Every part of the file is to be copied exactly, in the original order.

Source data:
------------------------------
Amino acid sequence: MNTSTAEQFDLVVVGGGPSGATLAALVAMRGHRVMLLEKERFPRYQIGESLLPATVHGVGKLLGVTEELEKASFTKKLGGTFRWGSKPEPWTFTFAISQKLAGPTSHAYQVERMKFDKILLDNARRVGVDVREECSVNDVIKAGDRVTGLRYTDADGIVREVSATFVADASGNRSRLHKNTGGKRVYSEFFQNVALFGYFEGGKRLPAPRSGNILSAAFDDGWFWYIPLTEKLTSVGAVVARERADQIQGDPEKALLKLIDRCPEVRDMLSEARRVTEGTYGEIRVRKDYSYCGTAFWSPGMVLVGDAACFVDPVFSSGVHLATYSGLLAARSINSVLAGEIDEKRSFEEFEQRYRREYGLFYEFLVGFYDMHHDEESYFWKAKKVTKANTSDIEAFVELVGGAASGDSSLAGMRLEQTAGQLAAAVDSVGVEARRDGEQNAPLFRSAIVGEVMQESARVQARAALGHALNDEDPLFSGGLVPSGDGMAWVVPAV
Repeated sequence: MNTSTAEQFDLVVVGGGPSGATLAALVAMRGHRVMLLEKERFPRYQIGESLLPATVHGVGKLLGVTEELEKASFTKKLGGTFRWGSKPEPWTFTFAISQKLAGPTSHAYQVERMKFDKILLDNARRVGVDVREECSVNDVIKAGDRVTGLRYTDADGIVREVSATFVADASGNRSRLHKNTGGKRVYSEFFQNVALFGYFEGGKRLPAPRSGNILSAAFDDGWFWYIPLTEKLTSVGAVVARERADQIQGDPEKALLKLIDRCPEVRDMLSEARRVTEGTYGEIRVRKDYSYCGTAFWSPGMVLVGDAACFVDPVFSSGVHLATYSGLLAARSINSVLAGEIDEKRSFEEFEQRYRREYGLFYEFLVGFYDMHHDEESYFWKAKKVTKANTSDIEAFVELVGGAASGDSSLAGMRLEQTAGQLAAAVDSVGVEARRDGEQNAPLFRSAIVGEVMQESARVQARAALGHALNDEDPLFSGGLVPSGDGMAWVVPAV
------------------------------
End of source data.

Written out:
Amino acid sequence: MNTSTAEQFDLVVVGGGPSGATLAALVAMRGHRVMLLEKERFPRYQIGESLLPATVHGVGKLLGVTEELEKASFTKKLGGTFRWGSKPEPWTFTFAISQKLAGPTSHAYQVERMKFDKILLDNARRVGVDVREECSVNDVIKAGDRVTGLRYTDADGIVREVSATFVADASGNRSRLHKNTGGKRVYSEFFQNVALFGYFEGGKRLPAPRSGNILSAAFDDGWFWYIPLTEKLTSVGAVVARERADQIQGDPEKALLKLIDRCPEVRDMLSEARRVTEGTYGEIRVRKDYSYCGTAFWSPGMVLVGDAACFVDPVFSSGVHLATYSGLLAARSINSVLAGEIDEKRSFEEFEQRYRREYGLFYEFLVGFYDMHHDEESYFWKAKKVTKANTSDIEAFVELVGGAASGDSSLAGMRLEQTAGQLAAAVDSVGVEARRDGEQNAPLFRSAIVGEVMQESARVQARAALGHALNDEDPLFSGGLVPSGDGMAWVVPAV
Repeated sequence: MNTSTAEQFDLVVVGGGPSGATLAALVAMRGHRVMLLEKERFPRYQIGESLLPATVHGVGKLLGVTEELEKASFTKKLGGTFRWGSKPEPWTFTFAISQKLAGPTSHAYQVERMKFDKILLDNARRVGVDVREECSVNDVIKAGDRVTGLRYTDADGIVREVSATFVADASGNRSRLHKNTGGKRVYSEFFQNVALFGYFEGGKRLPAPRSGNILSAAFDDGWFWYIPLTEKLTSVGAVVARERADQIQGDPEKALLKLIDRCPEVRDMLSEARRVTEGTYGEIRVRKDYSYCGTAFWSPGMVLVGDAACFVDPVFSSGVHLATYSGLLAARSINSVLAGEIDEKRSFEEFEQRYRREYGLFYEFLVGFYDMHHDEESYFWKAKKVTKANTSDIEAFVELVGGAASGDSSLAGMRLEQTAGQLAAAVDSVGVEARRDGEQNAPLFRSAIVGEVMQESARVQARAALGHALNDEDPLFSGGLVPSGDGMAWVVPAV